So here is Joseph Britt in Wisconsin, who has worked on campaigns and in government for Republican politicians. I leave in one of his setup points about me, because it provides context.

You mentioned on Twitter not wanting to continue the “Time Capsule” series, which is fine. The Atlantic, however, should pick it up, using a team of writers of which you could be one if you chose. America is heading into uncharted territory as I write this, both as a nation and in our relations with the wider world. The path we walk should be documented in a systematic way.

I wanted to say something about the election results that may be obvious, perhaps too obvious to be much remarked upon.

In The Atlantic and other publications, I have read in recent days long essays about people who supported Donald Trump, who had previously voted for Barack Obama or hadn’t voted at all, who were nostalgic for the imagined world of their parents’ generation, or who for whatever reason had so little hope for the future they were willing to trust in the remarkably general promises of a man who made his fortune putting up hotels and golf courses.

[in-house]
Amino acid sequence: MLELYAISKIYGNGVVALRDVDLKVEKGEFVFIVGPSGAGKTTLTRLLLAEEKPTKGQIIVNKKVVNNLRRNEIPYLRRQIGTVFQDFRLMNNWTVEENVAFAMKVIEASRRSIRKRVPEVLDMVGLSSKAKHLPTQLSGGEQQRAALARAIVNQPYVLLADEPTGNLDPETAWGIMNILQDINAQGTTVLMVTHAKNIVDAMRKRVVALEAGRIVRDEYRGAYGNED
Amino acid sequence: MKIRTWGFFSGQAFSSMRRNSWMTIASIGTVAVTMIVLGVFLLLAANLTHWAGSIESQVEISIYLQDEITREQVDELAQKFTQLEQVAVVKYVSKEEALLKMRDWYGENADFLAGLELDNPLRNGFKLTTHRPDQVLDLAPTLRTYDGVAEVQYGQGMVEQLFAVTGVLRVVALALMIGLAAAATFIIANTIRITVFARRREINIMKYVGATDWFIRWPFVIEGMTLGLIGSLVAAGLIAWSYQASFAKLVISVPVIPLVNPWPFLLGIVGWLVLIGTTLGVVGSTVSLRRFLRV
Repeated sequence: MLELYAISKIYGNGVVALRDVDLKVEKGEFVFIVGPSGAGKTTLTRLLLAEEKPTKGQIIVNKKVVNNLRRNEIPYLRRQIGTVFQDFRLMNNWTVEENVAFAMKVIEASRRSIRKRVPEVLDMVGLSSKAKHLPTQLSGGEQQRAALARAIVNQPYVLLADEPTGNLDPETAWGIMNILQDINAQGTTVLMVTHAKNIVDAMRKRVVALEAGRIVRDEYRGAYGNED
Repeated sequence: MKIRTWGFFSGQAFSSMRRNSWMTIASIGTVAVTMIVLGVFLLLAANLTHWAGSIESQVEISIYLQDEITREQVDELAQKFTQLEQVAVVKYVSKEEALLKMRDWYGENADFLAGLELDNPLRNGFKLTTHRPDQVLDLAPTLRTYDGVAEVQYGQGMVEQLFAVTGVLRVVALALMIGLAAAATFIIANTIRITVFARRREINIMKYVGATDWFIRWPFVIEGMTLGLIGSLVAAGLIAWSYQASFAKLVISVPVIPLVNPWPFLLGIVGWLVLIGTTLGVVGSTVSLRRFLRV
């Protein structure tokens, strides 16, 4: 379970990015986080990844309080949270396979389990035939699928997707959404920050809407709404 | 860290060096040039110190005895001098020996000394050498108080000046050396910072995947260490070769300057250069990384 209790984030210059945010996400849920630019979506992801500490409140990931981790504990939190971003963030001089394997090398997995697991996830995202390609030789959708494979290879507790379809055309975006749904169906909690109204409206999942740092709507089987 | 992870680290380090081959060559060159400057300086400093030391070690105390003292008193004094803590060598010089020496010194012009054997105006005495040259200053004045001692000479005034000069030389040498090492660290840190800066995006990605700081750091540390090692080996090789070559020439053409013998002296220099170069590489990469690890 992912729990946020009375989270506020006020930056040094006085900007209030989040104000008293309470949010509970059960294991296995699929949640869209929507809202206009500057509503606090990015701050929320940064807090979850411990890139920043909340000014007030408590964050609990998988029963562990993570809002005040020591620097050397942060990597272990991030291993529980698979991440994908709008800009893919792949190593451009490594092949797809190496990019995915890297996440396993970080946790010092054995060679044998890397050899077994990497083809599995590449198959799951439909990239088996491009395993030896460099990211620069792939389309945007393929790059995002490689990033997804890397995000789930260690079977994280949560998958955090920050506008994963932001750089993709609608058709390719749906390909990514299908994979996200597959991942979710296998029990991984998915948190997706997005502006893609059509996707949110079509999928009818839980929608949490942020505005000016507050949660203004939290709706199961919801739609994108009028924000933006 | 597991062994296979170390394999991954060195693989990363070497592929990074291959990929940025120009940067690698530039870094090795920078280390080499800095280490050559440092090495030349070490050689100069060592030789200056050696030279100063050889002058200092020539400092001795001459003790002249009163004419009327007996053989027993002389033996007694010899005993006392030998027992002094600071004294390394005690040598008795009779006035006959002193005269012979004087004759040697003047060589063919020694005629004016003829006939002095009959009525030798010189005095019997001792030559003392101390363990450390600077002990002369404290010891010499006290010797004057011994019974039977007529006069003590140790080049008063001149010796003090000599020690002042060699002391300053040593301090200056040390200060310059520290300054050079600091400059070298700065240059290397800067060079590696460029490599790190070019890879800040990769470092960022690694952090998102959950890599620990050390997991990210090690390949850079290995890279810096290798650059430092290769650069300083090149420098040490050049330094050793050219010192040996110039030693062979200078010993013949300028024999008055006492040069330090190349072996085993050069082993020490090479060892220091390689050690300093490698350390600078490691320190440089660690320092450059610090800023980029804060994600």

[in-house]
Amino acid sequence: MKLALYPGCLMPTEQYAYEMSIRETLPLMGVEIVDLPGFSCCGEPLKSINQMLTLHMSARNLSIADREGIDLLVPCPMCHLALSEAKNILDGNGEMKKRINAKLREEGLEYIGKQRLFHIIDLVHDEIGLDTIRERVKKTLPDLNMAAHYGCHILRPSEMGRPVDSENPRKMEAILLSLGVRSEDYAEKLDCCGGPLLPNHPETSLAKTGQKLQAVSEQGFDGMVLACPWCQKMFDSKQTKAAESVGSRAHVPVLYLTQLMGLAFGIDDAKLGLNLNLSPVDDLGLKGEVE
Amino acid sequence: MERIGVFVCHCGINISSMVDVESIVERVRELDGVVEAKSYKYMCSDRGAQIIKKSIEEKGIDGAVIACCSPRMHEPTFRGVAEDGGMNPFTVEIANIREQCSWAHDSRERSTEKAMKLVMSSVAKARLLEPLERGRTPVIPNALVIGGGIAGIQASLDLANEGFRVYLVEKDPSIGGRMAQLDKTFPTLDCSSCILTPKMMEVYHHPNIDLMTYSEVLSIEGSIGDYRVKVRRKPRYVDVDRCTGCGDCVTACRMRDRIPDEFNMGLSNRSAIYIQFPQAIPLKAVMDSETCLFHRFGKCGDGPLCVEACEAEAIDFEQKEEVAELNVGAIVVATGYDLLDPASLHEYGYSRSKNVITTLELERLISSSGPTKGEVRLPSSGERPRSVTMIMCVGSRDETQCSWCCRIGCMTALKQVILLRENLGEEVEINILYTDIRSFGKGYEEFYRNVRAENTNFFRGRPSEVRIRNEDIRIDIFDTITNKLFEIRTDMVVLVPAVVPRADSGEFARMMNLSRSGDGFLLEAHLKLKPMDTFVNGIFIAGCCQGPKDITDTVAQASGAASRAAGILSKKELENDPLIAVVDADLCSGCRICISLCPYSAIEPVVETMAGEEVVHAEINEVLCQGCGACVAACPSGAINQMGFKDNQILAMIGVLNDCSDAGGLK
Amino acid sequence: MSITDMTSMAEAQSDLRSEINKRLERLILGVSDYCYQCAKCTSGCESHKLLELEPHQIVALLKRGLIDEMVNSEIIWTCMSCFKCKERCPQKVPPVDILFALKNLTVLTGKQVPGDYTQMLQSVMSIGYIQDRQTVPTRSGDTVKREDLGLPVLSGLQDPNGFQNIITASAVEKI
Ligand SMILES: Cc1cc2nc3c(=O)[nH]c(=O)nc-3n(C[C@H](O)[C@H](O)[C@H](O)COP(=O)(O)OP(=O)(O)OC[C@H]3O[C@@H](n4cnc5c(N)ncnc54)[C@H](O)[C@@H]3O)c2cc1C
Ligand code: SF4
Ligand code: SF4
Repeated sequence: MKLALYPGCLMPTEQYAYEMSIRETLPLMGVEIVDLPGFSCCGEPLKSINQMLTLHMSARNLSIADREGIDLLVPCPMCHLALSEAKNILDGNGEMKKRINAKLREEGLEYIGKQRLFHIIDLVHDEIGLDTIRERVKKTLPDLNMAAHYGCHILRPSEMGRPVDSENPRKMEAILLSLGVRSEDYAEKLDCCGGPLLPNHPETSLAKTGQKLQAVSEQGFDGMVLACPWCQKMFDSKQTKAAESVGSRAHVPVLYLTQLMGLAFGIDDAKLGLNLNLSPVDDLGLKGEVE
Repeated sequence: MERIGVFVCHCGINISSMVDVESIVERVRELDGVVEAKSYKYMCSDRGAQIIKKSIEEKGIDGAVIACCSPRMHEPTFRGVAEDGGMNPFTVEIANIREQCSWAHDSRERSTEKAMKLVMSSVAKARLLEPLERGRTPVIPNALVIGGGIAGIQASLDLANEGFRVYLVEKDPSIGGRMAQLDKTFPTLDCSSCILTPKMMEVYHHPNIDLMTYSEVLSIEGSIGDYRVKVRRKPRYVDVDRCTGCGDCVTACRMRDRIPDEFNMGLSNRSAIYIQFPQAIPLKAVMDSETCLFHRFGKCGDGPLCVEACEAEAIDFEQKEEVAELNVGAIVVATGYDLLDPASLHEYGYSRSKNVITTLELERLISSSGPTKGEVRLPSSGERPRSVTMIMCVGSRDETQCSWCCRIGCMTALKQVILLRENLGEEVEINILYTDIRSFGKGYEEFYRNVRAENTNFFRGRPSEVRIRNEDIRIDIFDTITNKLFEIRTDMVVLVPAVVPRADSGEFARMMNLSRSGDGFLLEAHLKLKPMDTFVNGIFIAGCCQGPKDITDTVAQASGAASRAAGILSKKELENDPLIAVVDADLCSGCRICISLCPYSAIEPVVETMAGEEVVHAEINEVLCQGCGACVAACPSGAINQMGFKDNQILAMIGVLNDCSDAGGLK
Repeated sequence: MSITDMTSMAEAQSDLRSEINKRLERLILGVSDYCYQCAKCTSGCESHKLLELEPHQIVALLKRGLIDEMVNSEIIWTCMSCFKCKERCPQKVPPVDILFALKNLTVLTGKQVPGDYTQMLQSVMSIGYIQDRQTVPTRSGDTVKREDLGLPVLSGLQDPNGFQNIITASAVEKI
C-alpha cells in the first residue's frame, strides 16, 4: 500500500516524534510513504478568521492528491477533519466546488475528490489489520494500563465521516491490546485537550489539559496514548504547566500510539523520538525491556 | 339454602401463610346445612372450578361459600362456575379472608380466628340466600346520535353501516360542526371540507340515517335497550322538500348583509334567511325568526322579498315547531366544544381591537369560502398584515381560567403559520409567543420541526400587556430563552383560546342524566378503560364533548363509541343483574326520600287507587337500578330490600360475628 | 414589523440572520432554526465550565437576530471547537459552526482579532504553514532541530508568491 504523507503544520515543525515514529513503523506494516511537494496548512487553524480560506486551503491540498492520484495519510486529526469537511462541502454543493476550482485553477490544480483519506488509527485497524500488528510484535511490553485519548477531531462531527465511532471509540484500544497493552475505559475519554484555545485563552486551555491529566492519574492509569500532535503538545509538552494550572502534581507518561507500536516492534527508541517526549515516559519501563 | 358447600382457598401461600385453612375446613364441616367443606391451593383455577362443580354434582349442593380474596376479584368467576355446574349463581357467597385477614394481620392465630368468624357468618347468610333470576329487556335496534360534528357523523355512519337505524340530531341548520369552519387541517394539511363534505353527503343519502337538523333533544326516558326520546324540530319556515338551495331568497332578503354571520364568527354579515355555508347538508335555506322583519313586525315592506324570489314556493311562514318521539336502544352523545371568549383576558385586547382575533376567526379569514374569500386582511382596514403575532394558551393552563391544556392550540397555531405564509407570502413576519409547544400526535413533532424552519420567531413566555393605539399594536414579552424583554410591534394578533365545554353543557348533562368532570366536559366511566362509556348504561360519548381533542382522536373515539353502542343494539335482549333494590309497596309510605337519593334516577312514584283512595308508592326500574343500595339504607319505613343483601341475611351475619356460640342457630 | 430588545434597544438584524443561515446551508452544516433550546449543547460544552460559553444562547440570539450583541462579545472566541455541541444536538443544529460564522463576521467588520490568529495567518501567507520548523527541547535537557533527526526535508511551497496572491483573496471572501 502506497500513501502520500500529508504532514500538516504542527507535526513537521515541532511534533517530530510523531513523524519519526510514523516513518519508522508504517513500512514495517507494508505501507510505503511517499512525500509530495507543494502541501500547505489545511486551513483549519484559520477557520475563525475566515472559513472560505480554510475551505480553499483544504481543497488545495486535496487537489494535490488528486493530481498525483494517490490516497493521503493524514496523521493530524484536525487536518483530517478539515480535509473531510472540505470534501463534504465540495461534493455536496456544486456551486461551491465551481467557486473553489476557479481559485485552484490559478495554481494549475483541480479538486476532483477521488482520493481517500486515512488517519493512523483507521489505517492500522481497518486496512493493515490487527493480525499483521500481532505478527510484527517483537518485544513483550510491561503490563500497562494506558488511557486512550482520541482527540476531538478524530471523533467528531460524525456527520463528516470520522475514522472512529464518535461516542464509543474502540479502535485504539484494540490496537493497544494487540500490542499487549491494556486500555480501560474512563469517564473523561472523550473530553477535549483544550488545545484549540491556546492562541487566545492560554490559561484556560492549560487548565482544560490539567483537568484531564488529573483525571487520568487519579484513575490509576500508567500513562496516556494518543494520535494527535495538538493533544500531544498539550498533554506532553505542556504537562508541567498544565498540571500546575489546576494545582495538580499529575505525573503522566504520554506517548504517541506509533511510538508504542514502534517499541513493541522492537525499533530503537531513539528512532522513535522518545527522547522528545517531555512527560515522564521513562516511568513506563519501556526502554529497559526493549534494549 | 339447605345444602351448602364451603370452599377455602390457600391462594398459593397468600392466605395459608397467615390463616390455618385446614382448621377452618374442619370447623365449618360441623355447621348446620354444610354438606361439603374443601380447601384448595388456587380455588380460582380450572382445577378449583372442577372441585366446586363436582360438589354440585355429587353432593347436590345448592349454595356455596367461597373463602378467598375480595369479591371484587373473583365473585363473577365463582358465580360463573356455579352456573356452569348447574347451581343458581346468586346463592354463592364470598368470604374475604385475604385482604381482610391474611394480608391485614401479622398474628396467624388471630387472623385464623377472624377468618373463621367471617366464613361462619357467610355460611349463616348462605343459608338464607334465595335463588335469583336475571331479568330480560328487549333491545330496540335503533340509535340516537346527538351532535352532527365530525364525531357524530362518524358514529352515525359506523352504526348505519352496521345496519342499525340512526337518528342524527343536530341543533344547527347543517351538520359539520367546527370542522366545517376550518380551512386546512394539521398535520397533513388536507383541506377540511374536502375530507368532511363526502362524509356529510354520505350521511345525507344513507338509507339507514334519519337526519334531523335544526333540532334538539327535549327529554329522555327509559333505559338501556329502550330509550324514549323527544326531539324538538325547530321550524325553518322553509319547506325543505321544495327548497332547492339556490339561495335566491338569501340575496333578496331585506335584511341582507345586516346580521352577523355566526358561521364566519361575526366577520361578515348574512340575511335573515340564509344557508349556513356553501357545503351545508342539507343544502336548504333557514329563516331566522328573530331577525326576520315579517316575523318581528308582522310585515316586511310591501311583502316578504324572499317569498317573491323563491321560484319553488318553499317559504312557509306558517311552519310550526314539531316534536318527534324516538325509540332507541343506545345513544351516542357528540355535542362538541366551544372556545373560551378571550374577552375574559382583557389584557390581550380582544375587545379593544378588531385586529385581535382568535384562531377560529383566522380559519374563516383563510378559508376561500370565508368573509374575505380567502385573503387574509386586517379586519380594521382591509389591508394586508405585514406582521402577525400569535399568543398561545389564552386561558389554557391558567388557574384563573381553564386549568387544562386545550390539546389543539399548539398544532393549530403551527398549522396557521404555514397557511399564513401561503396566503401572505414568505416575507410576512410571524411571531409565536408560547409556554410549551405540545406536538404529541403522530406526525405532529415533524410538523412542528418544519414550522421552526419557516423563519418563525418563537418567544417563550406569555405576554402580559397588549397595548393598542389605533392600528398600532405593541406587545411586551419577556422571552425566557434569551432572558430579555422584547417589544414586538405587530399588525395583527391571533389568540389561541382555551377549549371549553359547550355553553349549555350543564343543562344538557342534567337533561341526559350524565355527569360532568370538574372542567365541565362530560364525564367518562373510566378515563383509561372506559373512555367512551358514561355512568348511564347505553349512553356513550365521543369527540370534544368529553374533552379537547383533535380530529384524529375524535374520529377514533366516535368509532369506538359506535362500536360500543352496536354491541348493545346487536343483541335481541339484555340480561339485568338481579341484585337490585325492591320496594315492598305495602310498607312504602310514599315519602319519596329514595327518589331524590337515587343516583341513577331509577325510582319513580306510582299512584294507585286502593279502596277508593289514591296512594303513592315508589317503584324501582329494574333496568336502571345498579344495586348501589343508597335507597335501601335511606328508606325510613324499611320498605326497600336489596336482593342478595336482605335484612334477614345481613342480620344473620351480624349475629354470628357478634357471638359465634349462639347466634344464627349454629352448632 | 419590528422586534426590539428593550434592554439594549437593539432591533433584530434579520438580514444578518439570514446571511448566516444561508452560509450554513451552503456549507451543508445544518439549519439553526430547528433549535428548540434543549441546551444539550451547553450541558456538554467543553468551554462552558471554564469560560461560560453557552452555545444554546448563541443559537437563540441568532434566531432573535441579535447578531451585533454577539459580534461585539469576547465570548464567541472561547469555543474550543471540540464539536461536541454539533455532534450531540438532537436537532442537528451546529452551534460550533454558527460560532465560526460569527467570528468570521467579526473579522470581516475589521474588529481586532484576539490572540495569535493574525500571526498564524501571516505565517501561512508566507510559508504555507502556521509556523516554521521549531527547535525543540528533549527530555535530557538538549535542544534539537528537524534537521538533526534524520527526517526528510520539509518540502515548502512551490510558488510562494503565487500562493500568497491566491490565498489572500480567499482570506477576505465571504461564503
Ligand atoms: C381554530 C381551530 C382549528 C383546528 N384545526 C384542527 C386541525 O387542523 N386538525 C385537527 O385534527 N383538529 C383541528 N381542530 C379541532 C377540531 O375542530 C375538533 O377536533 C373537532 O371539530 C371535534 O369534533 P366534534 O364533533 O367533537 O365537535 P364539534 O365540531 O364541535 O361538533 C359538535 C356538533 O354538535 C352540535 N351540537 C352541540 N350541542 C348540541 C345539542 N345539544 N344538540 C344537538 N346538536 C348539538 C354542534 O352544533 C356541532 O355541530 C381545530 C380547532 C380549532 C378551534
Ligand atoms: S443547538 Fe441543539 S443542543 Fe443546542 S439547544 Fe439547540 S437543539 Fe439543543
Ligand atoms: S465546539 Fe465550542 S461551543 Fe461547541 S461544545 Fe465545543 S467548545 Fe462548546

Journalists struggling to understand Trump’s support have been keen to describe—or have these people describe themselves—their feelings, in considerable detail.

All well and good. Rural white voters and voters at a loss in the face of economic and social change are certainly an important story, because of their critical marginal influence in electorally significant states.  They may have pushed Trump over the top, but they are not the most important reason he seems about to become President.

Alone among systems of government, democracy imposes duties on the ruled as well as the rulers. It doesn’t work if those duties are shirked by too many people. People of means—coincidentally the traditional core of the Republican Party—have a special interest in maintaining standards of ethics and probity in candidates for national office, for without lawful and universally accepted authority no property is safe.

The Republican Party supported a war hero and veteran legislator for President in 2008. It backed a legitimate businessman and successful governor in 2012. This year, it fell in behind Trump. About as many Republicans voted for Trump as for Romney four years earlier. The great majority of these were not distressed working-class voters. They weren’t threatened by minorities or by globalization. They were—are— people who have lived easy lives, never wanting for anything save the most garish accoutrements of great wealth.